A new proposal that could open America's airwaves to more swearing and occasional nudity has galvanized family groups to organize a massive response that has become one of the largest online comment campaigns in the history of the Federal Communications Commission.
The FCC says it now has nearly 75,000 comments from Americans about its proposal to punish only those TV and radio networks that become egregious repeat offenders in airing swearing and nudity. In terms of sheer quantity, that's larger than all but five other proceedings since the FCC started accepting public filings online during the 1990s.
“This issue has generated so much interest because parents are deeply concerned about the corrupting influence of modern media on their children,” said Bryan Fischer, Director of issues analysis for the American Family Association. “The bottom line is that the airways are owned by the American people, and the FCC is supposed to act as a steward of the airwaves for us. They are accountable to us for the decisions they make.”
The FCC issued a public notice April 1 stating the intent to focus its enforcement of decency laws only on “egregious” repeat offenders. That notice kicked off a 30-day period for public comments regarding the FCC’s proposal for decency enforcement. Roughly a week remains ahead of the April 30 deadline for public comments.
“Simply put, the issue of broadcast decency affects every family in the country and Americans have a long and time-honored tradition in law of protecting children from offensive content,” said Dan Isett, Director of Public Policy for the Parents Television Council. “It is no surprise that the American people have spoken up in large numbers to defend their children. … I have yet to find one (comment) that says, ‘Please give us more indecency.’ There may be one in there somewhere, but I haven’t seen it.”
For groups like AFA and PTC, a major sticking point with the FCC’s proposed vision for tweaking decency enforcement is that the new policy would sanction the broadcast of ostensibly offensive content like the f-word or images of female frontal nudity in moderation. In other words, the FCC is basically willing to allow the use of profanity and nudity as long as that sort of risqué content isn’t deliberate and repetitive.
“We’re optimistic, given the overwhelming number of responses they have received, that (the FCC) will do the right thing here,” Fischer said. “American families have made it abundantly clear that they do not want unchecked profanity and nudity piped into their living rooms, and it is incumbent upon the FCC to recognize and honor their wishes.”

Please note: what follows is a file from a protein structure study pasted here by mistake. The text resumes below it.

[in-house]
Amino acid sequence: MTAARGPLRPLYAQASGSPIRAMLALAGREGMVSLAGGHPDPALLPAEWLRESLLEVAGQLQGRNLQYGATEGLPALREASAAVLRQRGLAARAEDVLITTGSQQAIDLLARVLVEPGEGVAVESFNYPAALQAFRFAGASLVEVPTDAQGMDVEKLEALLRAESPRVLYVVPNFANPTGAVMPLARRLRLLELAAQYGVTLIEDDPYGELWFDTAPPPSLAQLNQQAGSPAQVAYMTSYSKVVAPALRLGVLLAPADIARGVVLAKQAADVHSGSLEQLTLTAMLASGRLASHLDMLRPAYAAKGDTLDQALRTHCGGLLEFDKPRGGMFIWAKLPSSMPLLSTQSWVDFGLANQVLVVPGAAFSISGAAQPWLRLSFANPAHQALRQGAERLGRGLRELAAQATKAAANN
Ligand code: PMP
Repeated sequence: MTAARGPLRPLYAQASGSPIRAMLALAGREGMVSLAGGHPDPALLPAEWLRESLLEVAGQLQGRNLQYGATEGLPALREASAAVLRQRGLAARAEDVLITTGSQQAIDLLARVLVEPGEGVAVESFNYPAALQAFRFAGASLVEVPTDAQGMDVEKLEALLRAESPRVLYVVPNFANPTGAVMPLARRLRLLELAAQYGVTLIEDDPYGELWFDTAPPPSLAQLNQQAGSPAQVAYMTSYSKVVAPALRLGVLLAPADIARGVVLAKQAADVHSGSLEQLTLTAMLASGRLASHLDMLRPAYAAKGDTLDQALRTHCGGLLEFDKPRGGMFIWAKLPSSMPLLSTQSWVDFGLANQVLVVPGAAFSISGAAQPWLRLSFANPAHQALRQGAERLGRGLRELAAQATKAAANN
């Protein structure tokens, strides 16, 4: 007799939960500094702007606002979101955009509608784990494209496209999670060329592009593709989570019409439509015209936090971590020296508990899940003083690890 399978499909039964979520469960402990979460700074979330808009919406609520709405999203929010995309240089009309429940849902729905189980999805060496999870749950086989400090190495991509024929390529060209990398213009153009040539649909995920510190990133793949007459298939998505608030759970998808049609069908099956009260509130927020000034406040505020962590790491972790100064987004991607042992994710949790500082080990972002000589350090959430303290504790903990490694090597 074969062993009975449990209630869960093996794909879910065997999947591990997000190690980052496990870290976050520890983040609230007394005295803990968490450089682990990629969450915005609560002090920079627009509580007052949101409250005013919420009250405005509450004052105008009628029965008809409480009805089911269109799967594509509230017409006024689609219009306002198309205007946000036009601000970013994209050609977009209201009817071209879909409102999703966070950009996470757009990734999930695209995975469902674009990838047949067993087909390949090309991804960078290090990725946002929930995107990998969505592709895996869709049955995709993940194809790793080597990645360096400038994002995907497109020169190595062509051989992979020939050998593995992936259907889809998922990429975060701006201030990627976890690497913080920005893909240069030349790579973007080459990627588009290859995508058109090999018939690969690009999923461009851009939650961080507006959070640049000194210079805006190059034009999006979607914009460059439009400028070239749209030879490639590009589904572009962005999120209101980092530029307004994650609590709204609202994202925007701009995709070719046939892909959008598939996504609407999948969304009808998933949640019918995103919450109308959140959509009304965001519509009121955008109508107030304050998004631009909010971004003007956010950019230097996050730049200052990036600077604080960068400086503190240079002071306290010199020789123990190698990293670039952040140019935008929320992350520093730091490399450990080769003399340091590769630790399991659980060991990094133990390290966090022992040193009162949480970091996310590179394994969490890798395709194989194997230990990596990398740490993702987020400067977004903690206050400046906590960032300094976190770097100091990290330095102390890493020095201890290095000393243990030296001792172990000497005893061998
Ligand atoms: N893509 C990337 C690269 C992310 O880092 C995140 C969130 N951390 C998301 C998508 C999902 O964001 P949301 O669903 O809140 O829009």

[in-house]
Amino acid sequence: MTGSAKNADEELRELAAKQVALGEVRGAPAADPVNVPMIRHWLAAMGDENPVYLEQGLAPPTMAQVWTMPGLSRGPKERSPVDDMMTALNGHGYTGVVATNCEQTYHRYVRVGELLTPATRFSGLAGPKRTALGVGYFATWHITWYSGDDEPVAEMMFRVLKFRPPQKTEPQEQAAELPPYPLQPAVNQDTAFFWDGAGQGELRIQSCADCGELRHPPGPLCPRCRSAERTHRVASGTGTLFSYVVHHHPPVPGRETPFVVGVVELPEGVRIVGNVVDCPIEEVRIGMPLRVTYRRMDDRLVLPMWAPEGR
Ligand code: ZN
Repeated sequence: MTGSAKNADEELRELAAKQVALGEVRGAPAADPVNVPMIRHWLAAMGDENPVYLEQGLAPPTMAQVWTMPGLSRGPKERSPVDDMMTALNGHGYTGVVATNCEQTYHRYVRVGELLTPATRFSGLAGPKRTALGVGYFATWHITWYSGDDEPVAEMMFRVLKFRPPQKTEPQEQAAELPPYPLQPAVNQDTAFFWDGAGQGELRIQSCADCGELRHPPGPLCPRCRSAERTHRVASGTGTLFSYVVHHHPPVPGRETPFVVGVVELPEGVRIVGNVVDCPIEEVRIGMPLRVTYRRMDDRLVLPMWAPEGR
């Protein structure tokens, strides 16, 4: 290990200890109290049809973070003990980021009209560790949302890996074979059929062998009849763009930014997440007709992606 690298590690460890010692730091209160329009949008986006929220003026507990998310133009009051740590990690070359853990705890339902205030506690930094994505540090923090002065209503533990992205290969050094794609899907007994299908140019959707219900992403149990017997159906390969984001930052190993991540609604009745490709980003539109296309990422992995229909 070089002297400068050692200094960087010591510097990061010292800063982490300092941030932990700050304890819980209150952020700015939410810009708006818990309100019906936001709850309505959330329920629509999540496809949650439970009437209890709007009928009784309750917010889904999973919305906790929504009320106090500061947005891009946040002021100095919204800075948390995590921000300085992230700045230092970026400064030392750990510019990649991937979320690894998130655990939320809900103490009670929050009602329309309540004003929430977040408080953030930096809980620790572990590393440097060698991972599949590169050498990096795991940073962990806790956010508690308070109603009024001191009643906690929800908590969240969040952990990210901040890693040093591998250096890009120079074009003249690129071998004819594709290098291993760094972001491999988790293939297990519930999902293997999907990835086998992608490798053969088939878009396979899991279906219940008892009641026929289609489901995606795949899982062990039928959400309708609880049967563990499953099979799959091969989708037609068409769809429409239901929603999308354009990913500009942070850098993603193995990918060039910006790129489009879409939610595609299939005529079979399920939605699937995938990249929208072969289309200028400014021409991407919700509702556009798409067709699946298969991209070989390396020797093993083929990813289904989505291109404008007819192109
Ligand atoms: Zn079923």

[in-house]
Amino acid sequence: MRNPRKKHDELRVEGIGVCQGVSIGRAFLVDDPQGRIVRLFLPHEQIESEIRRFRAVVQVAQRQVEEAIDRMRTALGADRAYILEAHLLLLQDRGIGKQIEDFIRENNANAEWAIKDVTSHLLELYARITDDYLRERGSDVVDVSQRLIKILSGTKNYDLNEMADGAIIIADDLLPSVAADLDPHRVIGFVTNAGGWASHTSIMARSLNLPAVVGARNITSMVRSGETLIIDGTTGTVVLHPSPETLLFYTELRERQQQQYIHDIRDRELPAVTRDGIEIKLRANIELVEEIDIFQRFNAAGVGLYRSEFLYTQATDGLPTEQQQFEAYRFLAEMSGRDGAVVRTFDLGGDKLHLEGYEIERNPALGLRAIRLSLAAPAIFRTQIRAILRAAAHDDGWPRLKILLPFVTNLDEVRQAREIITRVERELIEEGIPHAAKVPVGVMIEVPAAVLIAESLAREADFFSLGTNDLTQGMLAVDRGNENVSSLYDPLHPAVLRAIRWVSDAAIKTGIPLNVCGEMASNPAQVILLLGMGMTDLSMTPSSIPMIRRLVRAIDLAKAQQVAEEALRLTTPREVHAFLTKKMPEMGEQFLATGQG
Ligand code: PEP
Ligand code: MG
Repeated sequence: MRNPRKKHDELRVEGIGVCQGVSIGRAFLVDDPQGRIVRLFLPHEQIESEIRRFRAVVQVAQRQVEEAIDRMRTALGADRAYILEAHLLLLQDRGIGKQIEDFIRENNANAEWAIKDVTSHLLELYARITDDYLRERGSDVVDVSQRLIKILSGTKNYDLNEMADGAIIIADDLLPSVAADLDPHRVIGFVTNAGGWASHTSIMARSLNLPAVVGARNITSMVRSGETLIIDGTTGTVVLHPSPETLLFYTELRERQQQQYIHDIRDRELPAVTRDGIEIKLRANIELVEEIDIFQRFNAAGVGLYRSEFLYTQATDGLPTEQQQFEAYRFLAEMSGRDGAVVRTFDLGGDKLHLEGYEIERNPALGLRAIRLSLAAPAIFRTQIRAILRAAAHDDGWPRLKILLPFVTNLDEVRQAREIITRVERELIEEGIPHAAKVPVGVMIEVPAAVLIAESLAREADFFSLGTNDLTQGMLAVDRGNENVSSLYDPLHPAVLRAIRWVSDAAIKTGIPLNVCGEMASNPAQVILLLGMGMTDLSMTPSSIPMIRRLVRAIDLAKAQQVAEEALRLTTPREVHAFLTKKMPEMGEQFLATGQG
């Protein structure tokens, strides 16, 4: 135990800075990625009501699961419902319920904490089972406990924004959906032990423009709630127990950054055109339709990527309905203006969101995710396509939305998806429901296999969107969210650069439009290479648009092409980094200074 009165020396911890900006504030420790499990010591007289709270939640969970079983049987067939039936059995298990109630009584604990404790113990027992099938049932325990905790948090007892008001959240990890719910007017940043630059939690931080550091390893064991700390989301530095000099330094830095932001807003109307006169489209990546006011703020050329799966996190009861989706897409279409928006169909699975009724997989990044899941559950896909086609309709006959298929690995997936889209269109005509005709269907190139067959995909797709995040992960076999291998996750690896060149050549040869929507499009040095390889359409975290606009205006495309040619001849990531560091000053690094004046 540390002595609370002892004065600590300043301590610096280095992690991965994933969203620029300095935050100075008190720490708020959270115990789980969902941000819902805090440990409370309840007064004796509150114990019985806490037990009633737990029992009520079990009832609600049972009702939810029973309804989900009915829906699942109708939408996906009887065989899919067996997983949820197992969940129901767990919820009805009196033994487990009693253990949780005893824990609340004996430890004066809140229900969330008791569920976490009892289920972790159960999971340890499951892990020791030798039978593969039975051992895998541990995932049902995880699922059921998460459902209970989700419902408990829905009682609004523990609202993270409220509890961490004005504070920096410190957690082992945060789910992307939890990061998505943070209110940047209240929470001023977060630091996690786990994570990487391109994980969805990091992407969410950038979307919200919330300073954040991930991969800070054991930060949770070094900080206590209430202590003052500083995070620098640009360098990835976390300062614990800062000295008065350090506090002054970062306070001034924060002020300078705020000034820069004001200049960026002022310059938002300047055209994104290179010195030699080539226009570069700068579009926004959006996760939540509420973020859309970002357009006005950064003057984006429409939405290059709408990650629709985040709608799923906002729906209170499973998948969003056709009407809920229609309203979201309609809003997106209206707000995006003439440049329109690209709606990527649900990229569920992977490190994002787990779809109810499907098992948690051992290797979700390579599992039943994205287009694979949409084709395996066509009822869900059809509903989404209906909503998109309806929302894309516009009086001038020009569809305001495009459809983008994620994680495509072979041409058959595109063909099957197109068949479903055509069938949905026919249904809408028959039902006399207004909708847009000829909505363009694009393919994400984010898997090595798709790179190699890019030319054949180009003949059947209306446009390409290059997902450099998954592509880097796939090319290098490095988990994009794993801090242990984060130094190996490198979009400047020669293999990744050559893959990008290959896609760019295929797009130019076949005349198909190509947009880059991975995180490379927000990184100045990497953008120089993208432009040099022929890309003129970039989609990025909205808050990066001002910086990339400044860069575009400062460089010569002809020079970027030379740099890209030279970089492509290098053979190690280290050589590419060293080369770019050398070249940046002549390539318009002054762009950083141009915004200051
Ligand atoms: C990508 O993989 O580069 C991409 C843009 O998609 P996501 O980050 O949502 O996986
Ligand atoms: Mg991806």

Tens of thousands of concerned citizens voiced their opinions by filing a public comment with the FCC thanks in large part to the outreach efforts of American Family Association and Parents Television Council.
“Many of our communications with our members over the past couple of weeks have focused on this issue and the critical nature of the proceeding before the FCC,” Isett said. “It is gratifying that so many have responded, but we expect many more will. … There have been a number of other groups vocal on this issue, notably the American Family Association, Concerned Women for America and Morality in Media.”
Fischer added, “It’s interesting that the day we sent out an action alert to our online network, there were just 12 comments on this issue. Today there are over 74,000 comments; the current (FCC proceeding) with the next highest number of comments has just 626.
“Certainly not all of those 74,000-plus comments came from the AFA network, but many did. I know that the Parents Television Council and the Family Research Council have joined us in raising the profile of this issue.”
Step-by-step instructions for filing a public comment with the FCC are available on the Deseret News website.
With 237,000 filings to date, the FCC proceeding that has generated the greatest amount of electronic filings is the comments portal for the Federal-State Joint Board on Universal Service. The joint board arose from the Telecommunications Act of 1996, and is staffed by “FCC Commissioners, State Utility Commissioners, and a consumer advocate representative.”
Jamshid Ghazi Askar is a graduate of BYU's J. Reuben Clark Law School and member of the Utah State Bar. Contact him at email@example.com or 801-236-6051.